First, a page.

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Q&A with ARRC’s Tom Wipf: the shift to term SOFR

Q&A With ARRC’s Tom Wipf: The Shift to Term SOFR

By CME Group 

At a glance

  • The selection of CME Group’s Term SOFR rate “fills the gap,” for multi-lending facilities, middle market loans and trade finance to transition from LIBOR, says ARRC chairman
  • Wipf explains how Term SOFR will help reconcile legacy contracts and shift $225 trillion in LIBOR contracts into SOFR

CME Group’s Secured Overnight Financing Rate (SOFR) Term Rates have seen extensive client interest since the Alternative Reference Rates Committee (ARRC) endorsed them on July 29, with the move marking the last step in the ARRC’s Paced Transition Plan from LIBOR.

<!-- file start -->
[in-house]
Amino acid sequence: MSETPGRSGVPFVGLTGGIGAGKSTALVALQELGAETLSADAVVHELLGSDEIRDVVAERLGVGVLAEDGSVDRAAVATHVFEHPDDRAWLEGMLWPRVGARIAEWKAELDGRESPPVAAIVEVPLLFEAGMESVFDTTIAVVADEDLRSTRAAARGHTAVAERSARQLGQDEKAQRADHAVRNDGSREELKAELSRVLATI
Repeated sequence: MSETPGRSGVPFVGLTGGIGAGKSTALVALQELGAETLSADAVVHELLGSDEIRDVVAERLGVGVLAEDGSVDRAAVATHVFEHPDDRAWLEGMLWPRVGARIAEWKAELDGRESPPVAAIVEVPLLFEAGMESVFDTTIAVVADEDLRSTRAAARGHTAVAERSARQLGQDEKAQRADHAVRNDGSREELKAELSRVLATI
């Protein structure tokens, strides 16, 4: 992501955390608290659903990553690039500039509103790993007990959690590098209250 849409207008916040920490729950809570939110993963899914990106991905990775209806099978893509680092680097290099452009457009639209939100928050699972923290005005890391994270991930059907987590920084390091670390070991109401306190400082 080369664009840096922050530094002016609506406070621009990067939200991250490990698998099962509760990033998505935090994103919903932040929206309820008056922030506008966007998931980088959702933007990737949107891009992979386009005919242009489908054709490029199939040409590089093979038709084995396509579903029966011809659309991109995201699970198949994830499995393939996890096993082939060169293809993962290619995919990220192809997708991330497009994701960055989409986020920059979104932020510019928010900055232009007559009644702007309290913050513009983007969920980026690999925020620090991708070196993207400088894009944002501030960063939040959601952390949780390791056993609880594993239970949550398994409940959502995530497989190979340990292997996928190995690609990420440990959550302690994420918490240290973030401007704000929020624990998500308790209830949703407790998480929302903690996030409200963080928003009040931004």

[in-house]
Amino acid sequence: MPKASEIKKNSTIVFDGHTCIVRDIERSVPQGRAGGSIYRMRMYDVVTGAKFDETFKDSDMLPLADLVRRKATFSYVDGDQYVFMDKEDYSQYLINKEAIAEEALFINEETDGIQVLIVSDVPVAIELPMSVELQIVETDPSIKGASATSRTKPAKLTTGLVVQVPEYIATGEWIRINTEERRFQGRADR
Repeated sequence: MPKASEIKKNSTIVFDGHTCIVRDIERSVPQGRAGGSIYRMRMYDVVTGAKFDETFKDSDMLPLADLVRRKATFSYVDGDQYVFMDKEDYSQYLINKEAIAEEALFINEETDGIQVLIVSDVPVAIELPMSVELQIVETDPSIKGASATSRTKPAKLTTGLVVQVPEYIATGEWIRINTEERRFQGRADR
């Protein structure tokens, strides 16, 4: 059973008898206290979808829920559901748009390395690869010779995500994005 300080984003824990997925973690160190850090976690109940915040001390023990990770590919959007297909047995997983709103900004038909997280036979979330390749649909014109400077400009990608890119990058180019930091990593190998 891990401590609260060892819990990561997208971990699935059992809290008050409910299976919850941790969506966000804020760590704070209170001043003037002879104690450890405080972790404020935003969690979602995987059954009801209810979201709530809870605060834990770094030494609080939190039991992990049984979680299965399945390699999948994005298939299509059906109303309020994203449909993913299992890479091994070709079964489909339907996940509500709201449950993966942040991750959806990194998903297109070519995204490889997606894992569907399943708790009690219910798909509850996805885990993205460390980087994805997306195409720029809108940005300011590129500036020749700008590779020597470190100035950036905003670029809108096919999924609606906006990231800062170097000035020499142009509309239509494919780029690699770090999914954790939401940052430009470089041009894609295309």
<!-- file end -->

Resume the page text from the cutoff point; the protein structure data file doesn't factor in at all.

SOFR Futures activity at CME Group increased following the announcement as well, moving from an average daily volume of 118,000 in Q2 to more than 146,000 in August.

In an interview with OpenMarkets, ARRC chairman and vice chairman for Institutional Securities at Morgan Stanley, Tom Wipf, shares insights into the decision behind the committee’s selection of the CME Group’s 1-month, 3-month and 6-month term rates. He also details which firms are benefiting most from their roll out and explains how Term SOFR will help reconcile legacy contracts and shift $225 trillion of LIBOR contracts (a “barge of liquidity waiting at harbor”) into SOFR.

The interview has been edited for length.